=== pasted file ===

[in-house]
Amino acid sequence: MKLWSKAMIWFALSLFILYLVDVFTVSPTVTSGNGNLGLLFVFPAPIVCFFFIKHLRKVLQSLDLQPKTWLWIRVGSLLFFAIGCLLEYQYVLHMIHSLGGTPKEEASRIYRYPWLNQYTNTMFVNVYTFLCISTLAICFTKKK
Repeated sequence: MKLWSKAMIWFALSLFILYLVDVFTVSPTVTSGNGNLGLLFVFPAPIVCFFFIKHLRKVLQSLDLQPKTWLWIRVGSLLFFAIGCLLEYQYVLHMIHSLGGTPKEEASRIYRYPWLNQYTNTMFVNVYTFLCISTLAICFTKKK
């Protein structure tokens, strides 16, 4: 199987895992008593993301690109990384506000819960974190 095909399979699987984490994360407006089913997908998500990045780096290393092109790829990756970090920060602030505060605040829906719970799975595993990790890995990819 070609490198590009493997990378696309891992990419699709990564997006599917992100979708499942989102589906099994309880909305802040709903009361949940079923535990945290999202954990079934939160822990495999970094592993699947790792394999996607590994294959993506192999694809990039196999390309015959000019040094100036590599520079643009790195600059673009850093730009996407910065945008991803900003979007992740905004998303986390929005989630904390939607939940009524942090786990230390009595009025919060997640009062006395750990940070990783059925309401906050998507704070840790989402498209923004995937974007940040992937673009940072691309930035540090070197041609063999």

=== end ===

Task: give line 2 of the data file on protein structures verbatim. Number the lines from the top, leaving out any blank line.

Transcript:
Amino acid sequence: MKLWSKAMIWFALSLFILYLVDVFTVSPTVTSGNGNLGLLFVFPAPIVCFFFIKHLRKVLQSLDLQPKTWLWIRVGSLLFFAIGCLLEYQYVLHMIHSLGGTPKEEASRIYRYPWLNQYTNTMFVNVYTFLCISTLAICFTKKK